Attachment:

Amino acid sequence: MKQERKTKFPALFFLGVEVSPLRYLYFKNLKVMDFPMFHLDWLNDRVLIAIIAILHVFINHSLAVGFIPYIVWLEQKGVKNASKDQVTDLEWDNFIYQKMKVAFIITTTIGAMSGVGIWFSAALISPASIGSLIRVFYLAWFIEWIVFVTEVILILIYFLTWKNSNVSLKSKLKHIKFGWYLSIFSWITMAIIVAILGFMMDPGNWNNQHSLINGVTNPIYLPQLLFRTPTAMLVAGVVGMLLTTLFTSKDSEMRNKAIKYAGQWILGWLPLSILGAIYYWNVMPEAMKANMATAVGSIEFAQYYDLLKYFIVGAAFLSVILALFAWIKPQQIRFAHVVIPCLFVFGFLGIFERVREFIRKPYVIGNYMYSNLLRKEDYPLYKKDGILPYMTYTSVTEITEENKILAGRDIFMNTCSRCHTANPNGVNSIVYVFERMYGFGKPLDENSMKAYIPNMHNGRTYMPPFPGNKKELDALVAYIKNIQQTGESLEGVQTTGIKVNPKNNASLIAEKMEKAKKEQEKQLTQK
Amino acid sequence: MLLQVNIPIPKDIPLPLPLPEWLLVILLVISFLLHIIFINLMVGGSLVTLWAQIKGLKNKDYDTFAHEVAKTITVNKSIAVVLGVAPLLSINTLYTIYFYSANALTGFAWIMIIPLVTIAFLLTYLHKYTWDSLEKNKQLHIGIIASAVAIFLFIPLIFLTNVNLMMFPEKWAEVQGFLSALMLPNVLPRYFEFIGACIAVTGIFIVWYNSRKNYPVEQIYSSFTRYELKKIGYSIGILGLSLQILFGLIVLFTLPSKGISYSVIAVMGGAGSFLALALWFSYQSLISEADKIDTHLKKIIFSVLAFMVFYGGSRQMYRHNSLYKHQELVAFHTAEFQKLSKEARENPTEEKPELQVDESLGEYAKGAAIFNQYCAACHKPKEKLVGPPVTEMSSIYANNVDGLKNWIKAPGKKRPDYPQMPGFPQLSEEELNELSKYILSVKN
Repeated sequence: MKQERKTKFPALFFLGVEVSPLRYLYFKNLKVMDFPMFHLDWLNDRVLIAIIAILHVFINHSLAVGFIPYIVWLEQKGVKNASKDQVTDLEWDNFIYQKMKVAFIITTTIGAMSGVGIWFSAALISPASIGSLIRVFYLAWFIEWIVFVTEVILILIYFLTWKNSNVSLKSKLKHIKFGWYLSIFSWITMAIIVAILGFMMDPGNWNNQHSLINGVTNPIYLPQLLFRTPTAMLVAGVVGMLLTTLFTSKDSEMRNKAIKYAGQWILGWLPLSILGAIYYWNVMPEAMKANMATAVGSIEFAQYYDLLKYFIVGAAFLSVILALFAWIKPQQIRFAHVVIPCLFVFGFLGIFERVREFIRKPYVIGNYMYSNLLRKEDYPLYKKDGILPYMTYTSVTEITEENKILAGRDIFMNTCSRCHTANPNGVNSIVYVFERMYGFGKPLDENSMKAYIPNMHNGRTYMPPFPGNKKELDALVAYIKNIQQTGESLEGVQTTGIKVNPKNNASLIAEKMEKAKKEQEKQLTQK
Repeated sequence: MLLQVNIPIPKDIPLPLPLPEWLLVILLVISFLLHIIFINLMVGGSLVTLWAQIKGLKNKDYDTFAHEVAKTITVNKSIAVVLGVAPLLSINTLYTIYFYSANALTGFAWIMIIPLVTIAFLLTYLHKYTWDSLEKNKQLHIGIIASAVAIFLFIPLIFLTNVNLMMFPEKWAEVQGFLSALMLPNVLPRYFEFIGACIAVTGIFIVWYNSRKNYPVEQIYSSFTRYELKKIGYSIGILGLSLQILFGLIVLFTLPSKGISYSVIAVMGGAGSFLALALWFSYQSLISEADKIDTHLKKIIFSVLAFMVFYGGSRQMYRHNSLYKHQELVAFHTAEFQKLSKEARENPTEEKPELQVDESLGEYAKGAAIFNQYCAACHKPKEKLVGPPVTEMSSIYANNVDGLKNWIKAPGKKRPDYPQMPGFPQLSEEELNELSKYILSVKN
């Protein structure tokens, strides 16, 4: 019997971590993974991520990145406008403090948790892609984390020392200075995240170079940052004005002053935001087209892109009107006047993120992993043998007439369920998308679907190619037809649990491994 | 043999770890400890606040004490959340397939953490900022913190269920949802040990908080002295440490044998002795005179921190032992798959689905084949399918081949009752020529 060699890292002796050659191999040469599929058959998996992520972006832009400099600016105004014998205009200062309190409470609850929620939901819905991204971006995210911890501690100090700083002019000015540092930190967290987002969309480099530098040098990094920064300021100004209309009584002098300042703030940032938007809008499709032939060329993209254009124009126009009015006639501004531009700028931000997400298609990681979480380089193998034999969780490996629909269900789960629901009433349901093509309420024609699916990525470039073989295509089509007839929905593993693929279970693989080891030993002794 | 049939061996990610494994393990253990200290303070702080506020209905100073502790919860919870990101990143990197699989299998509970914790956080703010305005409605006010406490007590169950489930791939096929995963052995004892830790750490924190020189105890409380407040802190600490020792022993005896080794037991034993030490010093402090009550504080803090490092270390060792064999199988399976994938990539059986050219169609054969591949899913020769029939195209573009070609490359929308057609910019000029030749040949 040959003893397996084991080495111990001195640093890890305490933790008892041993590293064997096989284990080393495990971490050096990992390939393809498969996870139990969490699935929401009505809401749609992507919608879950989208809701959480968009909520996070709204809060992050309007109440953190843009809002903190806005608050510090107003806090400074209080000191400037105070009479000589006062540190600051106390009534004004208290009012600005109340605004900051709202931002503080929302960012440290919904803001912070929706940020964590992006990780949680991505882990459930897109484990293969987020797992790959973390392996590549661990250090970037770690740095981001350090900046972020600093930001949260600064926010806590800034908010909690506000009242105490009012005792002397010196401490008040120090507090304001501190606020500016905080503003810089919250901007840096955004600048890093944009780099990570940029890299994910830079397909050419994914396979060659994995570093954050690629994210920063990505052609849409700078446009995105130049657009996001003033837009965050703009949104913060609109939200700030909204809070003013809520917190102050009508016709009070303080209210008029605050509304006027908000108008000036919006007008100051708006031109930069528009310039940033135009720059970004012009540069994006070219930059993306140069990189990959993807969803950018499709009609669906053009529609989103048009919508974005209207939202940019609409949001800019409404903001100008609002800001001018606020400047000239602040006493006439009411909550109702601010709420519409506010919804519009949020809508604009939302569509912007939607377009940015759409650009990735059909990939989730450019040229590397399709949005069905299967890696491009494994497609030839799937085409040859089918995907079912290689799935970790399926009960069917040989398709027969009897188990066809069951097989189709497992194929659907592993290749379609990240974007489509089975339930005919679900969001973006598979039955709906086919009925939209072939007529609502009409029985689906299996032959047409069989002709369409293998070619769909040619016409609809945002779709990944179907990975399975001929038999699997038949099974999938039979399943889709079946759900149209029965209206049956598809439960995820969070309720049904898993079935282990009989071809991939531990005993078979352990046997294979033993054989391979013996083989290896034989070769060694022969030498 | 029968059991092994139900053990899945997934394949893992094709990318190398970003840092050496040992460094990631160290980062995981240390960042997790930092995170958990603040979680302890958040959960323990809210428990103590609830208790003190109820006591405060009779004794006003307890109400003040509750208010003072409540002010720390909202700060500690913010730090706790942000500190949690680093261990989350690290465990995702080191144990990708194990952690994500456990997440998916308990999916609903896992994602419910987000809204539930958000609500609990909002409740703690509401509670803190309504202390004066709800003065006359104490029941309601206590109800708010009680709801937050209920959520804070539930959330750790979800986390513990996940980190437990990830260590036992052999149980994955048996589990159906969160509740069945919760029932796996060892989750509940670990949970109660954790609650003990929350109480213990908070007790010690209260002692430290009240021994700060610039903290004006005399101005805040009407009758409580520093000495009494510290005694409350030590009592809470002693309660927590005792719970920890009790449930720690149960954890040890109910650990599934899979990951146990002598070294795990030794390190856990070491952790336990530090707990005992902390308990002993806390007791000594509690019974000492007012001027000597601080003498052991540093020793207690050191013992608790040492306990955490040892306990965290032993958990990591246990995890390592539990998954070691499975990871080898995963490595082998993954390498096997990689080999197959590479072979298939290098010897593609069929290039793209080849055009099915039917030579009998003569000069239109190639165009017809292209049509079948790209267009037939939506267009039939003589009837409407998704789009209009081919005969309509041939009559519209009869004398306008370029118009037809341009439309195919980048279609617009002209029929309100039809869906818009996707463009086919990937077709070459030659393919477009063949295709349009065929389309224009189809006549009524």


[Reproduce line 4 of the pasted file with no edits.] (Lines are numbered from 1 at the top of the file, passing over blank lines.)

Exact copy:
Repeated sequence: MLLQVNIPIPKDIPLPLPLPEWLLVILLVISFLLHIIFINLMVGGSLVTLWAQIKGLKNKDYDTFAHEVAKTITVNKSIAVVLGVAPLLSINTLYTIYFYSANALTGFAWIMIIPLVTIAFLLTYLHKYTWDSLEKNKQLHIGIIASAVAIFLFIPLIFLTNVNLMMFPEKWAEVQGFLSALMLPNVLPRYFEFIGACIAVTGIFIVWYNSRKNYPVEQIYSSFTRYELKKIGYSIGILGLSLQILFGLIVLFTLPSKGISYSVIAVMGGAGSFLALALWFSYQSLISEADKIDTHLKKIIFSVLAFMVFYGGSRQMYRHNSLYKHQELVAFHTAEFQKLSKEARENPTEEKPELQVDESLGEYAKGAAIFNQYCAACHKPKEKLVGPPVTEMSSIYANNVDGLKNWIKAPGKKRPDYPQMPGFPQLSEEELNELSKYILSVKN